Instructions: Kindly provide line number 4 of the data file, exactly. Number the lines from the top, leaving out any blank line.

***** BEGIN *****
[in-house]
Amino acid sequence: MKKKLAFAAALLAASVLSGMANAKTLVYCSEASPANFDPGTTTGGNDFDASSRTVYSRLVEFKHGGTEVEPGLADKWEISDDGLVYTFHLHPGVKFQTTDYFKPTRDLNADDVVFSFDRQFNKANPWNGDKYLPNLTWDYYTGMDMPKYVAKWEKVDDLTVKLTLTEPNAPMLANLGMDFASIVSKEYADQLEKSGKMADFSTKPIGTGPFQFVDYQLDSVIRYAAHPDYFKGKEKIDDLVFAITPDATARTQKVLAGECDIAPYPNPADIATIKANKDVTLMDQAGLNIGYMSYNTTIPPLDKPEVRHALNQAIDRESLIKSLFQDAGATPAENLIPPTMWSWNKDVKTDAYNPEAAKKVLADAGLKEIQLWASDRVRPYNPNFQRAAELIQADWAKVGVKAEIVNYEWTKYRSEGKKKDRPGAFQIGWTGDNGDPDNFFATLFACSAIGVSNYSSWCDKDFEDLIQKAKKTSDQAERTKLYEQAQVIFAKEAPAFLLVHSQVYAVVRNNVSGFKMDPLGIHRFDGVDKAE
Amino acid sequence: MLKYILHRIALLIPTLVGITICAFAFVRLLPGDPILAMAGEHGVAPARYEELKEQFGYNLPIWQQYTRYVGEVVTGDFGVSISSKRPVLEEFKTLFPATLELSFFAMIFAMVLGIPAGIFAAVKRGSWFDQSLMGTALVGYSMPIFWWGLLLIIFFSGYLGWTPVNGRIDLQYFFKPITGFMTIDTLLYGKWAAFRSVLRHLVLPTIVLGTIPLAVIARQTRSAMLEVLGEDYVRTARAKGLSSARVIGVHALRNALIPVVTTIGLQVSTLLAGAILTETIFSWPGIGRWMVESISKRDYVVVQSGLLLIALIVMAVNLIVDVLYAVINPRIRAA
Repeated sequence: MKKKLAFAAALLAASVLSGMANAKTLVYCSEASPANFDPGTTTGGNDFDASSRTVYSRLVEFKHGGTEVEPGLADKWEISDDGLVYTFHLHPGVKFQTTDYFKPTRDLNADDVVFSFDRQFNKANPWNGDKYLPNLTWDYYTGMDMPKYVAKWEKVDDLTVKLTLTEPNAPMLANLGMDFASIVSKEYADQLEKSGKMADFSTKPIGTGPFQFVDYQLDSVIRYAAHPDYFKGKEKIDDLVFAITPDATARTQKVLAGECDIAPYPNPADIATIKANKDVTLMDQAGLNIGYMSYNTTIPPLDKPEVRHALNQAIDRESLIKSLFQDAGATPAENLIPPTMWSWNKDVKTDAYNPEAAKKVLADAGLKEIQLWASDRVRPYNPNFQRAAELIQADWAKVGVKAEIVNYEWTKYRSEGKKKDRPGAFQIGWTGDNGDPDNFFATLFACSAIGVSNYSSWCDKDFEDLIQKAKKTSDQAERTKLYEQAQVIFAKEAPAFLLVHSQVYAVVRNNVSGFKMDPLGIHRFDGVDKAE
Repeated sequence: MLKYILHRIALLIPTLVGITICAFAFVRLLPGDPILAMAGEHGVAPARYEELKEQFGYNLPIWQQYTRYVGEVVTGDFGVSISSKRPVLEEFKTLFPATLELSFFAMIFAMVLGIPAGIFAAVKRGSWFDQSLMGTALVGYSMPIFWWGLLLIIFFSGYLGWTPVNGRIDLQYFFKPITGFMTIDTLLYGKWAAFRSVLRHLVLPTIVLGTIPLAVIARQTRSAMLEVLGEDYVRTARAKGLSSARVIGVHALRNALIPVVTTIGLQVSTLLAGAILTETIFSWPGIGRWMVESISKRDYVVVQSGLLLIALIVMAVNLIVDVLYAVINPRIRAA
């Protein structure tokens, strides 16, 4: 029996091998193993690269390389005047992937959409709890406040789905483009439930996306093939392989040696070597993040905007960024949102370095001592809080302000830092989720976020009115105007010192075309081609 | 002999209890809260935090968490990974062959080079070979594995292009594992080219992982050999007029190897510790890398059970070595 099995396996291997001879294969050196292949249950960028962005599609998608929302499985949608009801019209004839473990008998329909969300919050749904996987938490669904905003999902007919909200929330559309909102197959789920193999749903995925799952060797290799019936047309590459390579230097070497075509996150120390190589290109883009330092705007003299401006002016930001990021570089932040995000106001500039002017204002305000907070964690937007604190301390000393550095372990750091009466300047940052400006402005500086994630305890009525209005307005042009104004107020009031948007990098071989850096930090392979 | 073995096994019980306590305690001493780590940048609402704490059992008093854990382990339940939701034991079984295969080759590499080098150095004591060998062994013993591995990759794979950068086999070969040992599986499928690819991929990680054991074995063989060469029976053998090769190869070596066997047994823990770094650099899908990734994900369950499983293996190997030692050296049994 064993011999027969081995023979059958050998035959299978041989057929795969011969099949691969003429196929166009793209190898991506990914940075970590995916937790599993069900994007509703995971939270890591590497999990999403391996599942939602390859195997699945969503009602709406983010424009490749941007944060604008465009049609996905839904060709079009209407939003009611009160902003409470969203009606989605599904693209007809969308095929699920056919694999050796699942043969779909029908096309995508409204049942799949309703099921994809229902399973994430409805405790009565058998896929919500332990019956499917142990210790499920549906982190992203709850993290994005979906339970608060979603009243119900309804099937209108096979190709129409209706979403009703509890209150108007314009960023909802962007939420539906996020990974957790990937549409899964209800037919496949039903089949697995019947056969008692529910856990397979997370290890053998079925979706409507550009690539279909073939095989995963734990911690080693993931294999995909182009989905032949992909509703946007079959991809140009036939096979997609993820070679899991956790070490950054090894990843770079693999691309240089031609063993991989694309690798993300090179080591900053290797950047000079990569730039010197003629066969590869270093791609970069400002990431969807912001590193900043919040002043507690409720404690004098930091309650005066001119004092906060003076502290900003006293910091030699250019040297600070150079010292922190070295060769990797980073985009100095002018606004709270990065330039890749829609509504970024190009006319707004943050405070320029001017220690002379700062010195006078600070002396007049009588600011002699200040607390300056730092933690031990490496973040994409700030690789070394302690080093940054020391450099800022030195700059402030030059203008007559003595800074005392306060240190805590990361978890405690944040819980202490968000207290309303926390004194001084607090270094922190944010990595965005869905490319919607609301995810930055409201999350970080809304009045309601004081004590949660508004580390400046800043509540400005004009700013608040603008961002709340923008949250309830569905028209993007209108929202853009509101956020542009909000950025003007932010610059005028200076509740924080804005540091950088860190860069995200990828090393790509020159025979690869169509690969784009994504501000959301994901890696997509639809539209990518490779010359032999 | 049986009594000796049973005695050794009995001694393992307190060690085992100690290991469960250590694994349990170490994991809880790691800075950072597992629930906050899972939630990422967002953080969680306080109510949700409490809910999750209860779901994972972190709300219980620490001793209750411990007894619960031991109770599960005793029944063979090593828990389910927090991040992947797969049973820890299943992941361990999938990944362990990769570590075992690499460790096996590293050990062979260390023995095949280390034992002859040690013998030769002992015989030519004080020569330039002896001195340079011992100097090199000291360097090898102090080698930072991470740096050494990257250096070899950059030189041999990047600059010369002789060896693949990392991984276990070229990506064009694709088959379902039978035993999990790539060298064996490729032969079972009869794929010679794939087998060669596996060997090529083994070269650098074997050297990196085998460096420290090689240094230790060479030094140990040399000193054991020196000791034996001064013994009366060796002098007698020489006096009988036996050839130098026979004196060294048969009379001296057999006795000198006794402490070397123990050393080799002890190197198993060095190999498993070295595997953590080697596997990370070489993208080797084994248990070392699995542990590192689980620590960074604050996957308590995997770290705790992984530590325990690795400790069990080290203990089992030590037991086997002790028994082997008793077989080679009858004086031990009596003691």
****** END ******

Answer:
Repeated sequence: MKKKLAFAAALLAASVLSGMANAKTLVYCSEASPANFDPGTTTGGNDFDASSRTVYSRLVEFKHGGTEVEPGLADKWEISDDGLVYTFHLHPGVKFQTTDYFKPTRDLNADDVVFSFDRQFNKANPWNGDKYLPNLTWDYYTGMDMPKYVAKWEKVDDLTVKLTLTEPNAPMLANLGMDFASIVSKEYADQLEKSGKMADFSTKPIGTGPFQFVDYQLDSVIRYAAHPDYFKGKEKIDDLVFAITPDATARTQKVLAGECDIAPYPNPADIATIKANKDVTLMDQAGLNIGYMSYNTTIPPLDKPEVRHALNQAIDRESLIKSLFQDAGATPAENLIPPTMWSWNKDVKTDAYNPEAAKKVLADAGLKEIQLWASDRVRPYNPNFQRAAELIQADWAKVGVKAEIVNYEWTKYRSEGKKKDRPGAFQIGWTGDNGDPDNFFATLFACSAIGVSNYSSWCDKDFEDLIQKAKKTSDQAERTKLYEQAQVIFAKEAPAFLLVHSQVYAVVRNNVSGFKMDPLGIHRFDGVDKAE